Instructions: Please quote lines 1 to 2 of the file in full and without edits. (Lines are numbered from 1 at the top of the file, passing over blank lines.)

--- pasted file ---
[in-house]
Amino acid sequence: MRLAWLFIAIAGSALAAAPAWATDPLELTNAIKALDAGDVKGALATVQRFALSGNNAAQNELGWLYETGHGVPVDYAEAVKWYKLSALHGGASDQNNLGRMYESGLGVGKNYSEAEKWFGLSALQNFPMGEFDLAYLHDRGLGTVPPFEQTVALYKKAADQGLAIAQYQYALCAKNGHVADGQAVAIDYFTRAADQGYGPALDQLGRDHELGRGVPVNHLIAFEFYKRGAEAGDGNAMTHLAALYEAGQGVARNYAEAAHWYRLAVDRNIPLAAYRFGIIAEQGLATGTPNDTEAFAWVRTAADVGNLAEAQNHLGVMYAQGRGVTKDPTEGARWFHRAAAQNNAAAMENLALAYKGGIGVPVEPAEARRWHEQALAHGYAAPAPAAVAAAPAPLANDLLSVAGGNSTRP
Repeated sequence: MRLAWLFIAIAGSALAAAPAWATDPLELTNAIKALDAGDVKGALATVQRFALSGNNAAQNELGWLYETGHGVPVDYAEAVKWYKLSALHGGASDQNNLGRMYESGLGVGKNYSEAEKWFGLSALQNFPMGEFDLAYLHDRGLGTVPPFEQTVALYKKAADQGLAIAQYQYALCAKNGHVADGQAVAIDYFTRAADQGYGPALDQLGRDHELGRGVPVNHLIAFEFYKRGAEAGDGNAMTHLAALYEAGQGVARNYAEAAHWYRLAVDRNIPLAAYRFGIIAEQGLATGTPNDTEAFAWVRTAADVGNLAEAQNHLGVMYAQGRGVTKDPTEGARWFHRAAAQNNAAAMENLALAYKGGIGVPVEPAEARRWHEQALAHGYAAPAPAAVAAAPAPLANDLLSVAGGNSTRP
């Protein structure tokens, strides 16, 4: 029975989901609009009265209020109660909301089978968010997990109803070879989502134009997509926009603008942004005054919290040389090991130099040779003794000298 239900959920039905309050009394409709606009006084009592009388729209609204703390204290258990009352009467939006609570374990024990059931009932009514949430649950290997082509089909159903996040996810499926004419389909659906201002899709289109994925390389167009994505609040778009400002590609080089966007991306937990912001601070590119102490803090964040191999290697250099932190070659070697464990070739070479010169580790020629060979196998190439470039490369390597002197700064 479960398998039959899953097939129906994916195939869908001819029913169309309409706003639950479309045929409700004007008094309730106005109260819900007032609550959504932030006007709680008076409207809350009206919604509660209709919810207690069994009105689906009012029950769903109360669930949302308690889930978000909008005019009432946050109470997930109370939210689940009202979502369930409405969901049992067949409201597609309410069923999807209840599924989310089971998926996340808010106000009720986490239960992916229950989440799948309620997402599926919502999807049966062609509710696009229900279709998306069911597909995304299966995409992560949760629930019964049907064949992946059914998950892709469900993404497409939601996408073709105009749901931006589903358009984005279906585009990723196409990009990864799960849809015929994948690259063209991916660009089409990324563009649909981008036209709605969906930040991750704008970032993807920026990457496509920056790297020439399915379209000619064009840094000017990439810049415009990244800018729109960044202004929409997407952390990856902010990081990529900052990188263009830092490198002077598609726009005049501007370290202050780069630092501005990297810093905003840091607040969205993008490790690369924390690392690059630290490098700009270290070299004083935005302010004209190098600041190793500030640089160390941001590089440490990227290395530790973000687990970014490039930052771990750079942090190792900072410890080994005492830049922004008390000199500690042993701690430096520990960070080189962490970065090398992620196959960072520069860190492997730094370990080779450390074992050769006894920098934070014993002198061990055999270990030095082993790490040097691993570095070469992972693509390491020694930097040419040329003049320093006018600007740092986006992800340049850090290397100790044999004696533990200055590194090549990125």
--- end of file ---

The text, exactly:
[in-house]
Amino acid sequence: MRLAWLFIAIAGSALAAAPAWATDPLELTNAIKALDAGDVKGALATVQRFALSGNNAAQNELGWLYETGHGVPVDYAEAVKWYKLSALHGGASDQNNLGRMYESGLGVGKNYSEAEKWFGLSALQNFPMGEFDLAYLHDRGLGTVPPFEQTVALYKKAADQGLAIAQYQYALCAKNGHVADGQAVAIDYFTRAADQGYGPALDQLGRDHELGRGVPVNHLIAFEFYKRGAEAGDGNAMTHLAALYEAGQGVARNYAEAAHWYRLAVDRNIPLAAYRFGIIAEQGLATGTPNDTEAFAWVRTAADVGNLAEAQNHLGVMYAQGRGVTKDPTEGARWFHRAAAQNNAAAMENLALAYKGGIGVPVEPAEARRWHEQALAHGYAAPAPAAVAAAPAPLANDLLSVAGGNSTRP